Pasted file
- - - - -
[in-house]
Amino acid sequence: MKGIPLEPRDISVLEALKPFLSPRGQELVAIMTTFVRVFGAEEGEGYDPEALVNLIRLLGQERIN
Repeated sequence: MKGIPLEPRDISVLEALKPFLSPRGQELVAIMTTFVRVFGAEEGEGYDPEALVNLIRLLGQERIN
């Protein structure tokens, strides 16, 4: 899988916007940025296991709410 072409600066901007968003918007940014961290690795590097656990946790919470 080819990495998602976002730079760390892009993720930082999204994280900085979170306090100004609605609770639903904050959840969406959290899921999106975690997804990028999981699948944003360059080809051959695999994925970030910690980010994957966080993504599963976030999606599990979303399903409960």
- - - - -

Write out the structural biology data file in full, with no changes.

[in-house]
Amino acid sequence: MKGIPLEPRDISVLEALKPFLSPRGQELVAIMTTFVRVFGAEEGEGYDPEALVNLIRLLGQERIN
Repeated sequence: MKGIPLEPRDISVLEALKPFLSPRGQELVAIMTTFVRVFGAEEGEGYDPEALVNLIRLLGQERIN
């Protein structure tokens, strides 16, 4: 899988916007940025296991709410 072409600066901007968003918007940014961290690795590097656990946790919470 080819990495998602976002730079760390892009993720930082999204994280900085979170306090100004609605609770639903904050959840969406959290899921999106975690997804990028999981699948944003360059080809051959695999994925970030910690980010994957966080993504599963976030999606599990979303399903409960």